and CheckZipBufferSize looks like:

(ClientConnection.cpp)

4238: void ClientConnection::CheckFileZipBufferSize(int bufsize)
4239: {
4240: 	unsigned char *newbuf;
4241:
4242: 	if (m_filezipbufsize > bufsize) return;
...
...

 

Also, other functions like CheckFileZipBufferSize() and CheckFileChunkBufferSize() follow the same vulnerable pattern. The integer overflow will ensue a heap corruption in the function ReadString(), often called after the bug in CheckBufferSize(). This is not a comprehensive list of possible memory corruptions caused by this bug, as the vulnerable function is used in many places.

The integer overflow is caused because the data types of the argument bufsize (signed int) and the buffers size member (unsigned long), m_netbufsize and m_filezipbufsize. Both are unsigned long, so:

(unsigned long)-1 > (int)42 == TRUE

because all the comparison was "casted" to unsigned long... (0xFFFFFFFF > 0x2a).

Steps to reproduce:

The quickest way to reproduce this bug is by modifying the VNC server to send crafted evil packets as:

(from the TightVNC vncClient.cpp sourcecode...)

358: BOOL vncClientThread::SendTextStringMessage(const char *str)
359: {
360: 	CARD32 len = Swap32IfLE(strlen(str));
361: 	if (!m_socket->SendExact((char *)&len, sizeof(len)))
362: 		return FALSE;
363: 	if (!m_socket->SendExact(str, strlen(str)))
364: 		return FALSE;
365: 
366: 	return TRUE;
367: }
...


modifying the line 360, a crafted length like 0xFFFFFFFF triggers an exception in the following functions:

  • In the case of UltraVNC, in ClientConnection::Authenticate()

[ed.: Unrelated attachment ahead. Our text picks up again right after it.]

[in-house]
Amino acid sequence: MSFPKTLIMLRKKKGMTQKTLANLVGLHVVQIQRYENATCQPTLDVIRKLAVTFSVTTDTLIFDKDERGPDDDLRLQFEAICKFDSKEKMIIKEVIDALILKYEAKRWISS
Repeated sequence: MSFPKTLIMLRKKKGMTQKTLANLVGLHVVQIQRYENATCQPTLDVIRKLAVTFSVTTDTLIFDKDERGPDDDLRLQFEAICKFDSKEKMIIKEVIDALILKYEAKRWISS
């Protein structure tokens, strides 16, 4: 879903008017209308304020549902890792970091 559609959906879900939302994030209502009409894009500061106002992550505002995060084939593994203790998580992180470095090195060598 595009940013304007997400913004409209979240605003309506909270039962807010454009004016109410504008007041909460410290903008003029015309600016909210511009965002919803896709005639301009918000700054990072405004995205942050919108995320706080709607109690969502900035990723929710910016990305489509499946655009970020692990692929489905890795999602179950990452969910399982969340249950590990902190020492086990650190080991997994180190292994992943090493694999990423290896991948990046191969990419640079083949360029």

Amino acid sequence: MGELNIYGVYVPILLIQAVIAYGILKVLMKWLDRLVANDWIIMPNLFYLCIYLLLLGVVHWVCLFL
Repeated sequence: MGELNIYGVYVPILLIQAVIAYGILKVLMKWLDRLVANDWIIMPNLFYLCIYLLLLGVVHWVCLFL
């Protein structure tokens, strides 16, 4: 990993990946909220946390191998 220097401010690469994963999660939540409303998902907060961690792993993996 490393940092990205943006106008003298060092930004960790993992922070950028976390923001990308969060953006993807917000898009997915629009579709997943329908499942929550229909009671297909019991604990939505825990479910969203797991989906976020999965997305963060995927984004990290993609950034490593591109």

• In the case of TightVNC, in ClientConnection::ReadFailureReason()

To trigger the bug in the function ClientConnection::CheckBufferSize located in the file ClientConnection.cpp (both vendors):

(vncClient.cpp)

1848: void vncClient::UpdateClipText(LPSTR text)
1849: {
..
..
1858:	rfbServerCutTextMsg message;
1860:	message.length = Swap32IfLE(strlen(text));
1861:	if (!SendRFBMsg(rfbServerCutText, (BYTE *) &message, sizeof(message)))
1862:	{
1863:		Kill();
1864:		return;
1865:	}
1866:	if (!m_socket->SendQueued(text, strlen(text)))
1867:	{
1868:		Kill();
1869:		return;
1870:	}
1871: }
..

 

In line 1860 the message.length structure must be modified to some evil value like 0xFFFFFFFF.

9. Report Timeline

  • 2009-01-09: Core notifies the TightVNC team of the vulnerability.
  • 2009-01-09: Core notifies the UltraVNC team of the vulnerability.
  • 2009-01-10: The UltraVNC team asks Core for a technical description of the vulnerability.
  • 2009-01-12: Core notifies the TightVNC team of the vulnerability. The previous email sent by Core was rejected by the vendor email service.
  • 2009-01-12: Technical details sent to UltraVNC team by Core.
  • 2009-01-14: The TightVNC team asks Core for a technical description of the vulnerability.
  • 2009-01-14: Technical details sent to TightVNC team by Core.
  • 2009-01-21: TightVNC team notifies Core that a fix has been produced, but the release of the fixed version (TightVNC 1.3.10) will be available early February. TightVNC team releases the fix for its SVN users [5].